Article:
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The reviewer reports on this massive volume with mixed feelings. There are a number of statements which will not be readily accepted by most American surgeons. For instance, it is noted that most ophthalmologists operate without gloves, that catgut is seldom employed in ophthalmic surgery, and that 90% alcohol is a good agent for sterilizing cutting instruments. Few would follow the advice to perform a 200-300 cc phlebotomy at the operating table when the patient's blood pressure was above 190-200. A minor annoyance to American surgeons will be the lack of recognition of many proprietary medications which are mentioned by their European names.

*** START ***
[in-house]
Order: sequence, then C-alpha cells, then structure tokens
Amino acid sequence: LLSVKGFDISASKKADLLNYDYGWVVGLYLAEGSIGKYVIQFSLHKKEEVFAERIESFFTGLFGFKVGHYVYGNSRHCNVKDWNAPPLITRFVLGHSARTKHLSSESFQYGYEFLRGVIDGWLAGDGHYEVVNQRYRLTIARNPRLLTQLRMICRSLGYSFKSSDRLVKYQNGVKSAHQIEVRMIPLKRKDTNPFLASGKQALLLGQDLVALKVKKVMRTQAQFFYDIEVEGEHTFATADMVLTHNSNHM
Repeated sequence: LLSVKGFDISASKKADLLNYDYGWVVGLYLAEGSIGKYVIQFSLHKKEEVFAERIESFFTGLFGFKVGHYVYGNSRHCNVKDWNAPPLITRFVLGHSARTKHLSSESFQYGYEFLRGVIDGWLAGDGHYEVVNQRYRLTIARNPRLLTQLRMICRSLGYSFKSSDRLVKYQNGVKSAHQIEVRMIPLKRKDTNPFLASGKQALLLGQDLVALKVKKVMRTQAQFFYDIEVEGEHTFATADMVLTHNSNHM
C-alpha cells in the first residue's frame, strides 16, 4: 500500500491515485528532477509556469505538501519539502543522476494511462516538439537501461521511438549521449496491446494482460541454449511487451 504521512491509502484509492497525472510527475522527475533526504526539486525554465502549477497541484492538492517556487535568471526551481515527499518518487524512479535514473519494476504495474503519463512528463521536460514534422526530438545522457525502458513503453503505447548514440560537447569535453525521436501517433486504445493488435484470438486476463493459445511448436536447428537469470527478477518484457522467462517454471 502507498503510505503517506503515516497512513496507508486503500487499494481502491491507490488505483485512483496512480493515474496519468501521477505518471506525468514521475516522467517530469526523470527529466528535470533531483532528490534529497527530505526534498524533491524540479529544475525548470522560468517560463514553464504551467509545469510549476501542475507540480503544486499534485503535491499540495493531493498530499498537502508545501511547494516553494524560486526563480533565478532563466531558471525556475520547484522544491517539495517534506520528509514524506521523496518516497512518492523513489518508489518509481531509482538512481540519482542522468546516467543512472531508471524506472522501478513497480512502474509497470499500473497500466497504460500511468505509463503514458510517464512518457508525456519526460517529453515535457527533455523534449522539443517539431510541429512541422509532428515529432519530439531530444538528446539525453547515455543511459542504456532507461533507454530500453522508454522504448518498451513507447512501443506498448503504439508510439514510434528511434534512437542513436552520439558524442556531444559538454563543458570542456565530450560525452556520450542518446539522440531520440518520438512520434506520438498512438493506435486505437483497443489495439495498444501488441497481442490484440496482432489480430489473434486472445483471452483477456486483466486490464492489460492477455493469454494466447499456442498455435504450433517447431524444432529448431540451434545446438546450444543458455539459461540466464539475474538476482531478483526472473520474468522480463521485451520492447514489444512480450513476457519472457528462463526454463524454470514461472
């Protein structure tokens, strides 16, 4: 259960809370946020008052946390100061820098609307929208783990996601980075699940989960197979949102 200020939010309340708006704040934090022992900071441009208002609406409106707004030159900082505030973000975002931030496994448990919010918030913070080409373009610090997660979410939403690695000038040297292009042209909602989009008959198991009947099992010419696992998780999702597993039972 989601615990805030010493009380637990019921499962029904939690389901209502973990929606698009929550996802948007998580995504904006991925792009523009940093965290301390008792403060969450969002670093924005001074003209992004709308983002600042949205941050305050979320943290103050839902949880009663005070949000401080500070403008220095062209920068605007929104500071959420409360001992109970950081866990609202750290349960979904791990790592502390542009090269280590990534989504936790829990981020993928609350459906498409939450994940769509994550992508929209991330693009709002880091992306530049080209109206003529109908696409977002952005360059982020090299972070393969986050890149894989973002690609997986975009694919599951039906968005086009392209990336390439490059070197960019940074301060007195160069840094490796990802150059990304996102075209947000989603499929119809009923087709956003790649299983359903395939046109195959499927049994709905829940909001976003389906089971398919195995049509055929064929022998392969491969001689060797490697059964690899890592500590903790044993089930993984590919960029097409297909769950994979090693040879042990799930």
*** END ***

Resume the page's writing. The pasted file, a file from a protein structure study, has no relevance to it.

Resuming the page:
It is unfortunate that so many typographical errors are encountered—as many as seven on one page. An enclosed errata sheet hardly begins to cover the errors. This is certainly not the author's fault and can be attributed only to inadequate proof reading. However, the book is beautifully
DeVoe AG. Ocular Surgery. Arch Ophthalmol. 1964;71(4):601. doi:10.1001/archopht.1964.00970010617034
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